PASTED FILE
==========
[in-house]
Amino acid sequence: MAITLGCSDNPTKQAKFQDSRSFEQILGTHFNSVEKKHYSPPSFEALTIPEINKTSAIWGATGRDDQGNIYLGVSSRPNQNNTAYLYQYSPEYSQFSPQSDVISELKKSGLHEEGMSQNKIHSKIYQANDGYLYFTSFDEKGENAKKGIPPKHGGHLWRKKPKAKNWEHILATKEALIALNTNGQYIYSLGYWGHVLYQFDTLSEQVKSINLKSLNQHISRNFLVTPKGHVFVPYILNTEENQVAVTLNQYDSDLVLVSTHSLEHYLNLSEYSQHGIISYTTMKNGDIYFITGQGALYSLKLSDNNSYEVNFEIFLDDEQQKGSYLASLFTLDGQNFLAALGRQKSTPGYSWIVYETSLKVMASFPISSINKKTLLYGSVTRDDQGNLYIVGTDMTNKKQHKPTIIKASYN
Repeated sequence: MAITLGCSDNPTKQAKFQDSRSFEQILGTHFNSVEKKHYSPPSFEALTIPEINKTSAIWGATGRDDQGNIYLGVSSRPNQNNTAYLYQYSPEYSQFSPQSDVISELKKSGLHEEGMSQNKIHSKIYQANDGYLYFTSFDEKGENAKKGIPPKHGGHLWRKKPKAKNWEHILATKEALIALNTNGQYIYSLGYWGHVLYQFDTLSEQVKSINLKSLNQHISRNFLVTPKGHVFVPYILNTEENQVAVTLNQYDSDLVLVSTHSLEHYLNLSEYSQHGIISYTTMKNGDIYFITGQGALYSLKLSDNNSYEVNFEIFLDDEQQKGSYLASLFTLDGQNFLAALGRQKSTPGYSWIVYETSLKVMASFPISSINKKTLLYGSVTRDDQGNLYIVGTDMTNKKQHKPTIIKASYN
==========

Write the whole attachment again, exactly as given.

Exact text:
[in-house]
Amino acid sequence: MAITLGCSDNPTKQAKFQDSRSFEQILGTHFNSVEKKHYSPPSFEALTIPEINKTSAIWGATGRDDQGNIYLGVSSRPNQNNTAYLYQYSPEYSQFSPQSDVISELKKSGLHEEGMSQNKIHSKIYQANDGYLYFTSFDEKGENAKKGIPPKHGGHLWRKKPKAKNWEHILATKEALIALNTNGQYIYSLGYWGHVLYQFDTLSEQVKSINLKSLNQHISRNFLVTPKGHVFVPYILNTEENQVAVTLNQYDSDLVLVSTHSLEHYLNLSEYSQHGIISYTTMKNGDIYFITGQGALYSLKLSDNNSYEVNFEIFLDDEQQKGSYLASLFTLDGQNFLAALGRQKSTPGYSWIVYETSLKVMASFPISSINKKTLLYGSVTRDDQGNLYIVGTDMTNKKQHKPTIIKASYN
Repeated sequence: MAITLGCSDNPTKQAKFQDSRSFEQILGTHFNSVEKKHYSPPSFEALTIPEINKTSAIWGATGRDDQGNIYLGVSSRPNQNNTAYLYQYSPEYSQFSPQSDVISELKKSGLHEEGMSQNKIHSKIYQANDGYLYFTSFDEKGENAKKGIPPKHGGHLWRKKPKAKNWEHILATKEALIALNTNGQYIYSLGYWGHVLYQFDTLSEQVKSINLKSLNQHISRNFLVTPKGHVFVPYILNTEENQVAVTLNQYDSDLVLVSTHSLEHYLNLSEYSQHGIISYTTMKNGDIYFITGQGALYSLKLSDNNSYEVNFEIFLDDEQQKGSYLASLFTLDGQNFLAALGRQKSTPGYSWIVYETSLKVMASFPISSINKKTLLYGSVTRDDQGNLYIVGTDMTNKKQHKPTIIKASYN